Overview of Falun Gong


The Falun Gong sitting meditation exercise

The Falun Gong sitting meditation exercise

Falun Gong is a traditional Chinese spiritual discipline that is Buddhist in nature. It consists of moral teachings, a meditation, and four gentle exercises that resemble tai-chi and are known in Chinese culture as “qigong.” The latter are a truly unique, and very much enjoyable, way to improve the health and condition of one’s body.

At the core of Falun Gong are the values of truth, compassion, and forbearance (or in Chinese, Zhen, Shan, Ren). Falun Dafa teaches that these are the most fundamental qualities of the universe itself, and takes them to be a guide for daily life and practice. Falun Gong is also known as “Falun Dafa.”

By 1999 Falun Gong was reported to have grown to become the largest, and fastest growing, practice of the sort in Chinese if not world history. In just seven years since its 1992 introduction to the public, an estimated 70-100 million persons in China were by then making Falun Gong a part of their daily lives.

In Asia spiritual practices of this variety are often referred to as ways of “cultivation”, or “self-cultivation,” and form an important part of traditional Chinese culture. Various Daoist, Buddhist, and Confucian practices fit this rubric.

Through consistent and dedicated practice, the student of Falun Gong comes to achieve a state of selflessness, greater insight and awareness, inner purity, and balance—the inner workings of what might be called true health. Ultimately he or she approaches what in the Asian tradition is known as “enlightenment” or “attaining the Dao” (or “Way”).

While Falun Gong aspires to inner transformation of the self, it nevertheless typically translates outwardly into positive change in the world, insofar as the practitioner becomes a more patient family member, a more conscientious employee, a more giving member of the community, and so on.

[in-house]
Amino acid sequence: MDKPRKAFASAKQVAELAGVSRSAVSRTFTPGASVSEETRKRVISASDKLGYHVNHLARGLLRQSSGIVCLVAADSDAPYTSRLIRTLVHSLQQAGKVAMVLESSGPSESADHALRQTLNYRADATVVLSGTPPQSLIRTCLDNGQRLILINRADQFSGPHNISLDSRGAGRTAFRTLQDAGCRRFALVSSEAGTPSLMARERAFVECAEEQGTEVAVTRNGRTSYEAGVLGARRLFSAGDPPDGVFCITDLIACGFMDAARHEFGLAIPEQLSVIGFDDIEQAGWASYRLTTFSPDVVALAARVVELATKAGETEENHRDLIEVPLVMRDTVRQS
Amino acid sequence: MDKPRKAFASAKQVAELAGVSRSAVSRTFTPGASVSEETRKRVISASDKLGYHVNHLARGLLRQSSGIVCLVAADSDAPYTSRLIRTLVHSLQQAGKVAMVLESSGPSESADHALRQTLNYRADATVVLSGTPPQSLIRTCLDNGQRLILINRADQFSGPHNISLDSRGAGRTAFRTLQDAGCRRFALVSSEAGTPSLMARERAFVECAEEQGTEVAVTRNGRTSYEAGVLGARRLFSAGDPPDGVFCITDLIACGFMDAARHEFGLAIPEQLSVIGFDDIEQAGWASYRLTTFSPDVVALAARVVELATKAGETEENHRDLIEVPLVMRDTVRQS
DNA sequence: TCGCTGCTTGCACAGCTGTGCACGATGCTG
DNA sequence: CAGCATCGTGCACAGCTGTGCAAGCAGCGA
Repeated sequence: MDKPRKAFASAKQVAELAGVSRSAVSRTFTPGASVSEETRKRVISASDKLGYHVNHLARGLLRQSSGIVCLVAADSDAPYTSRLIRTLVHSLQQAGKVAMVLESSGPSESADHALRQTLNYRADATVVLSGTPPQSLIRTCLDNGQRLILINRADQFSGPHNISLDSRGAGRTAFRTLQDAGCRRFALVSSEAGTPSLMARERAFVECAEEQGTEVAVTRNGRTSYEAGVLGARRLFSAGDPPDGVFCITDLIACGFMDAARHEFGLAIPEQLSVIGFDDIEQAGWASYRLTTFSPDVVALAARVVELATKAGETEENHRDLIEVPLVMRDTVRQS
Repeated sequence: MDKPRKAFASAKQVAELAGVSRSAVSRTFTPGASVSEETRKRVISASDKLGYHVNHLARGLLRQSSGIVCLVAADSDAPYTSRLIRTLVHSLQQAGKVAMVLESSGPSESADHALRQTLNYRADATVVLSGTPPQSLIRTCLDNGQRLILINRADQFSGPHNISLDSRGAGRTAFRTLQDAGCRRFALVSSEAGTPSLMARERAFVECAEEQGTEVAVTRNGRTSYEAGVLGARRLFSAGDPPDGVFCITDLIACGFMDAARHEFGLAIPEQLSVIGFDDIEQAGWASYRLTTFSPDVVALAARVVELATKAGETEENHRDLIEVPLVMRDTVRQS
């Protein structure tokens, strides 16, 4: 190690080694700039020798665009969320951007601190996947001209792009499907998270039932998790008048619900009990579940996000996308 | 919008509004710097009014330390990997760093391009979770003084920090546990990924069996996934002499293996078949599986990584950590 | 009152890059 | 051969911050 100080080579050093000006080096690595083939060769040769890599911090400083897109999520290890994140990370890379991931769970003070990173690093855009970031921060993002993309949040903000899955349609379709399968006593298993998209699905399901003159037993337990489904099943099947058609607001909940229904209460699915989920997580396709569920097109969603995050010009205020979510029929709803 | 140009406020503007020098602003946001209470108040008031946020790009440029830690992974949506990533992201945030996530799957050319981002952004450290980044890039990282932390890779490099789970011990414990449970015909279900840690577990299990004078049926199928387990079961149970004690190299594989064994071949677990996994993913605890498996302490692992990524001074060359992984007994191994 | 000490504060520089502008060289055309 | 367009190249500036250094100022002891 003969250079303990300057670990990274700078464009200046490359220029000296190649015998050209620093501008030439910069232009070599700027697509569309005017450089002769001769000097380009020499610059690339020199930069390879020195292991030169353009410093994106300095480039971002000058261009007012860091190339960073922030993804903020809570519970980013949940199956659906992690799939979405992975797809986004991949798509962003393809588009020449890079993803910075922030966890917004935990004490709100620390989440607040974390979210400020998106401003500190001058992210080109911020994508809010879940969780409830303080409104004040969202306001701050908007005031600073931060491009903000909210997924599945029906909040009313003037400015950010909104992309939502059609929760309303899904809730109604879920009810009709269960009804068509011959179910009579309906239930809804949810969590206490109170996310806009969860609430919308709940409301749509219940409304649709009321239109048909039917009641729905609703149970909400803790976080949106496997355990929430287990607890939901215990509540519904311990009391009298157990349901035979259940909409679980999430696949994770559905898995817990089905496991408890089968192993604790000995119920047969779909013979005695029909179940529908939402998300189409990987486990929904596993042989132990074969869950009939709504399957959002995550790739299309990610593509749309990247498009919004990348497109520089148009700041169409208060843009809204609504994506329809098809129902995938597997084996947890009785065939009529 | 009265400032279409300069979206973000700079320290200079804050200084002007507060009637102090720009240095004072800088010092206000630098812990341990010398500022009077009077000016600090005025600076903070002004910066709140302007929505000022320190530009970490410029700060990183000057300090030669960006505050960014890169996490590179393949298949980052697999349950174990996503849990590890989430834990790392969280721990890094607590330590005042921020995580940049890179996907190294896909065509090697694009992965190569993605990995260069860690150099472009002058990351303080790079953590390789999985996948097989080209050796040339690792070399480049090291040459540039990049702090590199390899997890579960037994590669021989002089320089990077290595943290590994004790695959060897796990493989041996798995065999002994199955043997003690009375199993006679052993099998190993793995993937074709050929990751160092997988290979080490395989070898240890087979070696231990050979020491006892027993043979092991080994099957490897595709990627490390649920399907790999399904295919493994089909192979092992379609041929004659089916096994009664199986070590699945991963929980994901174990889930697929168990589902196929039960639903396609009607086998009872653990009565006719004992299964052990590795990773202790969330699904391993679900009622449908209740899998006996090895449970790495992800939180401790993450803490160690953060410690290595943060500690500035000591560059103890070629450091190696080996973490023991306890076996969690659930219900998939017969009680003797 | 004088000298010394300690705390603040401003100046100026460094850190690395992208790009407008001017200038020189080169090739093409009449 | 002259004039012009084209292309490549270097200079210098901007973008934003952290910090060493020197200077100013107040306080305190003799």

Falun Gong has thus been the subject of many citations, awards, and proclamations as conferred by government officials and a variety of organizations. Many who practice Falun Gong have been the recipients of service awards in their communities. The practice’s founder, Mr. Li Hongzhi, is a four-time Nobel Peace Prize nominee and was nominated by the European Parliament for the Sakharov Prize For Freedom of Thought.

Few people today are aware that the practice and its followers received much in the way of official recognition in China during the 1990s, prior to a dramatic, and violent, change in political winds in 1999 which saw the practice banned.

In 1993, Mr. Li Hongzhi was named the “Most Welcomed Qigong Master” in Beijing and bestowed by an official body with the Award for Advancing Frontier Science. That same year, The People’s Public Security News—the official newspaper of China’s Ministry of Public Security—praised Mr. Li for his contributions “in promoting the traditional crime-fighting virtues of the Chinese people, in safeguarding social order and security, and in promoting rectitude in society.”

By 1999, Chinese officials went so far as to quantify Falun Gong’s benefits, such as when one official from China’s National Sports Commission, speaking with U.S. News & World Report, declared that Falun Dafa “can save each person 1,000 yuan in annual medical fees. If 100 million people are practicing it, that’s 100 billion yuan saved per year in medical fees.” The same official went on to note that, “Premier Zhu Rongji is very happy about that.”

Today Falun Gong is practiced freely in more than 70 countries around the world, with clubs and associations existing in a range of cities, companies, universities, and other settings. Regrettably in China, its country of origin, it is currently banned and the subject of gross human rights violations at the hands of communist rulers.


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